A Jazz Dream could be a once-in-a-lifetime chance for University of North Texas theater students.
Even those students who make a career in theater might not get a chance to be part of a world-premiere musical, and freelance director Maggie L. Harrer is holding the student performers to a professional standard in the project.
“I told the students that I needed them to be available to me, even if they weren’t called for a rehearsal,” Harrer said. “I explained that I’ve given myself to this project 100 percent for these seven weeks, and if I need them to be here, they have to be here.”
A Jazz Dream, The Musical is inspired by one of William Shakespeare’s most popular plays, A Midsummer Night’s Dream.
Harrer recruited UNT English professor and Shakespeare scholar Kevin Curran to serve as dramaturge, the editor who cuts the play and arranges it for the cast and crew.
Then, Harrer invited UNT music professor and sought-after jazz composer and arranger Richard DeRosa to lead graduate students in arranging late 19th- and early 20th-century jazz songs. DeRosa also led graduate students to compose music for transitions and atmosphere.
Theater and dance students perform the show.
Harrer said she had long wanted to adapt the Shakespearean comedy to a musical, and was thrilled to find out just how much jazz talent and skill was on the campus when she was invited to build the show.
“I had no idea about the jazz program here when I first agreed to do the project,” Harrer said. “It was like destiny, really. It was like this was fated for us to come together.”
The premiere is a few steps further than what artists refer to as a “workshop show.” At the workshop stage, a project might not have a script, characters or even a fully formed story. Often, producers will use the workshop to hammer out the story, script and characters out — only to revise the show heavily.
A Jazz Dream is a musical adaptation about the Athenian royalty throwing a pre-wedding bash, only to have the wild and wily world of forest fairies affect their celebrations when they drug the Athenians’ hormonal teenage children. When the magical world and municipality collide, hilarity ensues and love busts out all over.
The director said the students have been privy to the nuts and bolts of building a show.
“They get to see us work things out,” Harrer said. “They get to see how the discussions go to get things done.”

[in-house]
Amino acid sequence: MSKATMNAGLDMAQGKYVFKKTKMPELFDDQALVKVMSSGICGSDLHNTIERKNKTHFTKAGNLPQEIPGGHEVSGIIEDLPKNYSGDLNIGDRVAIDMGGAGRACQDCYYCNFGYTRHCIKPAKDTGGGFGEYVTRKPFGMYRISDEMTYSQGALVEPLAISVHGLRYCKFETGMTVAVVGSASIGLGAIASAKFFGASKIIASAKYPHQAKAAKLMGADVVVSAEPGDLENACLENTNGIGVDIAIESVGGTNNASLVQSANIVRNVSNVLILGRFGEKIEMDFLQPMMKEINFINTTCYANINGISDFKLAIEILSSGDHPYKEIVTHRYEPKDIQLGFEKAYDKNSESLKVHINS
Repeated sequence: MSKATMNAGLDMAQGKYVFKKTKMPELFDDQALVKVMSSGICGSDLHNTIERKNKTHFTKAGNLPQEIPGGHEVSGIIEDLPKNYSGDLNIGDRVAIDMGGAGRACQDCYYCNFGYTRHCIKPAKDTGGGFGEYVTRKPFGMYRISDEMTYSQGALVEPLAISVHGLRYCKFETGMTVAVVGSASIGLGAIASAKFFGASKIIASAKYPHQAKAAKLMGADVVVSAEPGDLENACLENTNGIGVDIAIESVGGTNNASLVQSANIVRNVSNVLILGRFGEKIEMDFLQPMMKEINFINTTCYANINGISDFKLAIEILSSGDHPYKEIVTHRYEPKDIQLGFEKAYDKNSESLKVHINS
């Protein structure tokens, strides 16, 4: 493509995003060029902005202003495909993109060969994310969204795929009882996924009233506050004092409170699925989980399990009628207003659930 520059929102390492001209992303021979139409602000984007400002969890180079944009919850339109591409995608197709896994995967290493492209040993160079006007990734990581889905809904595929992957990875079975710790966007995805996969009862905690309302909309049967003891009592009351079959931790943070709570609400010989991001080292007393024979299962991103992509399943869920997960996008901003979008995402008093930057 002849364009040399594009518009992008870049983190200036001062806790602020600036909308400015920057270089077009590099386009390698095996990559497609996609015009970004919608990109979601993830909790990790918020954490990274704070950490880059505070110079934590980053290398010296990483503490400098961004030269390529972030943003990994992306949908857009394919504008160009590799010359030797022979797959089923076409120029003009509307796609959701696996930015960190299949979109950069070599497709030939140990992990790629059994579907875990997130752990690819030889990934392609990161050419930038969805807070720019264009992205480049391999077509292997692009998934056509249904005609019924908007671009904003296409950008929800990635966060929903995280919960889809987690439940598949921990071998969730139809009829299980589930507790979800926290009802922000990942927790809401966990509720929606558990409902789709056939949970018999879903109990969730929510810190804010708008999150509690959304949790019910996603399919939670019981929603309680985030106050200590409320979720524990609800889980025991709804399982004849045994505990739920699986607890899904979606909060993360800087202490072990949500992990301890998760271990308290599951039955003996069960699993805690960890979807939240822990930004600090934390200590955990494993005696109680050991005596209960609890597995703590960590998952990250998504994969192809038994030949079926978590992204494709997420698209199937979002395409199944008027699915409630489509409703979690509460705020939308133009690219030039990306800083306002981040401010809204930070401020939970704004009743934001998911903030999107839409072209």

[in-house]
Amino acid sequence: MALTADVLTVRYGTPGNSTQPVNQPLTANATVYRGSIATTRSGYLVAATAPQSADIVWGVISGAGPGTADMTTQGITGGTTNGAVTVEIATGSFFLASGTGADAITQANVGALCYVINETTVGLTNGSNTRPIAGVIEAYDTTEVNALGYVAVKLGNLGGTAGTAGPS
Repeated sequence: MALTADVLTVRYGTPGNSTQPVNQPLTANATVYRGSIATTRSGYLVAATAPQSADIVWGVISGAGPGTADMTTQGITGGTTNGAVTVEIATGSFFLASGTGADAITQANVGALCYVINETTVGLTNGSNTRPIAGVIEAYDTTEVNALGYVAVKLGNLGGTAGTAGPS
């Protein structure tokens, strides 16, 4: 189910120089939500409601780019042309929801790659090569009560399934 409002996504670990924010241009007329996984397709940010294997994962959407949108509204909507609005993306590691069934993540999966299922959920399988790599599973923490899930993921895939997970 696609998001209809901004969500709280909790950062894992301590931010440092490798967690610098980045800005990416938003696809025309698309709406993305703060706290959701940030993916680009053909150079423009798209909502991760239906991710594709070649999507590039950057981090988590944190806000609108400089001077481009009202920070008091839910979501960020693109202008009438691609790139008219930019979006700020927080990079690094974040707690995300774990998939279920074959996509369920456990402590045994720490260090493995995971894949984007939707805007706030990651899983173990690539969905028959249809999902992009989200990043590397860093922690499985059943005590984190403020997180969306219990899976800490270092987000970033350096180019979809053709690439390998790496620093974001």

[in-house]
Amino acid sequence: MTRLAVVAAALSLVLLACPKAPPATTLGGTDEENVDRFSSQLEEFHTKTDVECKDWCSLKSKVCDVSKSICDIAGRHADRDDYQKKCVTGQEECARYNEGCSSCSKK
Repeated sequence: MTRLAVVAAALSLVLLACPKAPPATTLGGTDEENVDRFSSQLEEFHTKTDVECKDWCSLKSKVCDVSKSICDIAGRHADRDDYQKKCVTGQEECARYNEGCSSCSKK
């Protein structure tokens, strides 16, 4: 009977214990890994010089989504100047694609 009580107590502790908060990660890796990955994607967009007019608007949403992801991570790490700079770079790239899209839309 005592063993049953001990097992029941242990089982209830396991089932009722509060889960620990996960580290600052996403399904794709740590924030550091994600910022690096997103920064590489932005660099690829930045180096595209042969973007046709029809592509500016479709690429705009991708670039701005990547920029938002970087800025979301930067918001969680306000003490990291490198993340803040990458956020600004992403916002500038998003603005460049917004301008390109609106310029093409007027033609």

Bob Lavallee, the guest artist brought aboard to design the set for the show, said he prepared to present a “master class” to technical theater students.
“That has been part of it,” he said. “They’re not only participating in this show as it unfolds into this whole show, but some of them have been part of these discussions on a more detailed level.”
Student crew members, faculty and guest artists met during Monday evening production meetings, when faculty designers would report on their designs for lighting, costumes, stagecraft and everything in between. Production meetings are part of professional theater.
“We meet for an hour, and it’s a full hour,” Harrer said. “Solving countless problems is part of the job.”
Harrer said she was happy to bring in radio, television and film students charged with making a promotional video for the show and a longer, “making-of” documentary.
The musical opened to some good buzz on social media sites last weekend, and it runs through this weekend, closing on Sunday.
Harrer said the collaboration has been driving the departments and students toward one end: telling a timeless story about the tensions between the old and young, order and passion, and duty and love, in a new way.
UNT senior Austin Struckmeyer, who is pursuing a double major in music and theater, plays dual roles of Theseus — king of Athens in the original play and a Wall Street giant in this adaptation — and Oberon — king of the fairies in the original play and a traveling street magician in the adaptation.
Harrer has set the story in New York City, where the barons of Wall Street are up against Occupy Wall Street protesters and street artists.
“The adaptation into modern times makes it very easy to relate to,” Struckmeyer said before the show opened. “The beauty of Shakespeare is that the things he wrote about are universal and have endured for the last several hundred years, and the particular perspective we are taking in this show is very topical and very relevant, particularly with the … election and political strife.”
LUCINDA BREEDING can be reached at 940-566-6877. Her e-mail address is firstname.lastname@example.org .
A JAZZ DREAM, THE MUSICAL
• What: World premiere of an adaptation of Shakespeare’s A Midsummer Night’s Dream
• When: 7:30 p.m. today, Friday and Saturday; and 2 p.m. Sunday
• Where: University Theatre, in the UNT Radio, TV, Film and Performing Arts Building, at Welch and Chestnut streets
• Details: Tickets cost $10 for adults, $7.50 for students, seniors and UNT staff. For reservations, call 940-565-2428 or visit www.danceandtheatre.unt.edu .